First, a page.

It’s 1945 and ten year old Helen Anstruther lives in a dilapidated old house at the top of a rutted driveway in Mountain City, North Carolina. Her mother died when she was three and she’s just lost her beloved grandmother, Nonie, to a heart attack. Her father needs to find someone to stay with Helen while he goes to Oak Ridge, Tennessee to contribute to an important, but mysterious project related to the war. Twenty two year old cousin Flora is recruited to spend the summer looking after Helen.
Helen is a precocious child trying very hard to appear more grown up than her actual years and her behavior elicits mixed emotions. I spent part of the book feeling true sympathy for her and the rest wanting to shake her until her teeth rattled. Her loneliness and confusion engender empathy, while her treatment of Flora is infuriating.
In Flora, Gail Godwin creates what I sometimes think is the trickiest character of all—a genuinely good person. Flora is what another character calls “simple-hearted”. This is not similar to being simple-minded. Flora is likeable without being unbelievable and moral without being preachy. She isn’t perfect. She has her insecurities, like everyone else, but she manages to deal with them without resorting to cynicism, or meanness, or liquor. She was chosen by Helen’s father more out of convenience than anything else, but he couldn’t have found a better companion for Helen if he had tried.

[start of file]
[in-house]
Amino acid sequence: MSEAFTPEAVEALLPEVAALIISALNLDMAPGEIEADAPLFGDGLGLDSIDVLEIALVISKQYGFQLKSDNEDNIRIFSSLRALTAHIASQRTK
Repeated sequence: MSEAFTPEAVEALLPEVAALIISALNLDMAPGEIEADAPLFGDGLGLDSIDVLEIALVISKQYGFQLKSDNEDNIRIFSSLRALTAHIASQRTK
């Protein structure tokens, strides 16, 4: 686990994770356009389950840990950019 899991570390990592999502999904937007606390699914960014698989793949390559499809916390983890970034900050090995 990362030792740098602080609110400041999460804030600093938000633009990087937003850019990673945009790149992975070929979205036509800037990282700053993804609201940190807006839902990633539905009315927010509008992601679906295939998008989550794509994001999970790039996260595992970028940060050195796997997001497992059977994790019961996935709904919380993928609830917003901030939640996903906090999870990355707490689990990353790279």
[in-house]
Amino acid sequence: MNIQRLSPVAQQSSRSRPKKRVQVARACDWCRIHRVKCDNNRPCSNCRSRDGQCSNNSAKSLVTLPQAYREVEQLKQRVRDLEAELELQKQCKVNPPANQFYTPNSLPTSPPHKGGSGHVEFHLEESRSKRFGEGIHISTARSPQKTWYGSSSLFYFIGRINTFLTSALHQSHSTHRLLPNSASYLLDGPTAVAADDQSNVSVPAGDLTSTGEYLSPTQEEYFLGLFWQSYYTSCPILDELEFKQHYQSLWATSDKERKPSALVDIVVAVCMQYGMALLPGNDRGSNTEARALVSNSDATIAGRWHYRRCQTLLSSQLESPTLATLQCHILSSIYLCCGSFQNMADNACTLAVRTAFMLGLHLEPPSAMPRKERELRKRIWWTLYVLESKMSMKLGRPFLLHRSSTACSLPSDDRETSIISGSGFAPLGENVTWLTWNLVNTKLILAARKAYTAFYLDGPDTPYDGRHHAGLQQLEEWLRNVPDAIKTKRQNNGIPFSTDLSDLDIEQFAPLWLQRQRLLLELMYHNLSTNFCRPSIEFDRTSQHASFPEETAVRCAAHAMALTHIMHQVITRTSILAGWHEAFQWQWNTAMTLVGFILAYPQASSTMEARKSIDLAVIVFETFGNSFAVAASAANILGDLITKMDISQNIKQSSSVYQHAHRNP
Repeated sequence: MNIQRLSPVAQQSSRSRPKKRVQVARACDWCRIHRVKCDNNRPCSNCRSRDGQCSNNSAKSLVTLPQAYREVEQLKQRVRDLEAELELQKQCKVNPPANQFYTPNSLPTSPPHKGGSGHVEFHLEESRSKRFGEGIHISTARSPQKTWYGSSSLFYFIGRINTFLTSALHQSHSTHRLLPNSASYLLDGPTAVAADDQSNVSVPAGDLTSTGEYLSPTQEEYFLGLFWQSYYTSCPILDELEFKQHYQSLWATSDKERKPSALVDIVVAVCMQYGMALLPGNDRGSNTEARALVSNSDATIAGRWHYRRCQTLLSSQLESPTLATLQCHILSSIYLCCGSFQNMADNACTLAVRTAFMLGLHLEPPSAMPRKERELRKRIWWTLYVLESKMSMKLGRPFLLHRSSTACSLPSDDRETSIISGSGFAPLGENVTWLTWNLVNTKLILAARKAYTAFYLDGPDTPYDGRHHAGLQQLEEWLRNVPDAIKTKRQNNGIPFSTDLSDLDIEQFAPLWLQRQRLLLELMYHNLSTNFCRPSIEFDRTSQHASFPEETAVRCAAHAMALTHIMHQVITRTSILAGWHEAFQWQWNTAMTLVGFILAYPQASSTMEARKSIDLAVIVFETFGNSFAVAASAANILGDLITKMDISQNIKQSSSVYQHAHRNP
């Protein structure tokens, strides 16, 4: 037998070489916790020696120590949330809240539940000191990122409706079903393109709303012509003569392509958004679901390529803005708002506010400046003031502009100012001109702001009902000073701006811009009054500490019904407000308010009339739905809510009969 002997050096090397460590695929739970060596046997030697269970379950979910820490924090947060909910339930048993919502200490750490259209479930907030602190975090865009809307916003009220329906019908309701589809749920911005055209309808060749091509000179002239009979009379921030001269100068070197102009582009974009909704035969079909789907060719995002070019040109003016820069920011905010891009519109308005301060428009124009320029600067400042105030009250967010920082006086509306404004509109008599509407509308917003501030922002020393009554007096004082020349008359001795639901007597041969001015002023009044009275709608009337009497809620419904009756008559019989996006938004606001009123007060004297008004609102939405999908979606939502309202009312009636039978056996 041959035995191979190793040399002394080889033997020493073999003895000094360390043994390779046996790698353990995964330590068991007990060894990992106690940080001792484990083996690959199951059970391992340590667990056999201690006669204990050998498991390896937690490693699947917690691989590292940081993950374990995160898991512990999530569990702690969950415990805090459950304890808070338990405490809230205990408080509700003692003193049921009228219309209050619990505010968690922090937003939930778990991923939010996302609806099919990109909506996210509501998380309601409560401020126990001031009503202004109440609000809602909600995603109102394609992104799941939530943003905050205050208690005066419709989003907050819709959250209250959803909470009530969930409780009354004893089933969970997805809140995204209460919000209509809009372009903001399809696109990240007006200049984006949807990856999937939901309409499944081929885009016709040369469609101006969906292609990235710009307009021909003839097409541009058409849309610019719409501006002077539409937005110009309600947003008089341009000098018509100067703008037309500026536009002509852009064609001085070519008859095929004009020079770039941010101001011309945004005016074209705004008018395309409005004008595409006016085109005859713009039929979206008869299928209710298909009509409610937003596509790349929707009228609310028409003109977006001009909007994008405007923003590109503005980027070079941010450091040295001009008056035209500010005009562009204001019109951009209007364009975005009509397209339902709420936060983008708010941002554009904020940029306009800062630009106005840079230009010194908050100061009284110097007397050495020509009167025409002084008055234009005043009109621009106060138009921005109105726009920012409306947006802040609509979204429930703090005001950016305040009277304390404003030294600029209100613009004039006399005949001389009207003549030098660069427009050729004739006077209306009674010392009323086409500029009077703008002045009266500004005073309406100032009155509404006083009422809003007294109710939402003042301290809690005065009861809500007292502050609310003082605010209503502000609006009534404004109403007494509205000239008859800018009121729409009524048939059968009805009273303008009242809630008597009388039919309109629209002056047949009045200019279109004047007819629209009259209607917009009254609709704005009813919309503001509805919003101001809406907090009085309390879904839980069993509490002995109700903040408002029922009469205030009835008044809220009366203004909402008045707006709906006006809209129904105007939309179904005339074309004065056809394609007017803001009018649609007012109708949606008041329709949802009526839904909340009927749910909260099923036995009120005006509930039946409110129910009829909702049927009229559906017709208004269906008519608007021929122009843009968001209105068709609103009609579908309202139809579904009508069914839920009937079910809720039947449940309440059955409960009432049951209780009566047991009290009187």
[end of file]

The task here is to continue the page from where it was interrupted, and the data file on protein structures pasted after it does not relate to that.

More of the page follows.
The developing relationship between Helen and Flora is the heart of the story. Where will that relationship lead? The first line of the novel, which is narrated by Helen, contains hints, “There are things we can’t undo, but perhaps there is a kind of constructive remorse that could transform regrettable acts into something of service to life.”
This is a story of innocence and its loss, actions and their consequences, memory and forgetting. The themes of this short novel are played out not only in the relationship between Helen and Flora, but in the backdrop of an America doing what is deemed necessary to win a war. The writing is gorgeous and reminded me of one of my favorite short story writers, Alice Munro. Add this to the list of fabulous books published this year by North Carolina writers.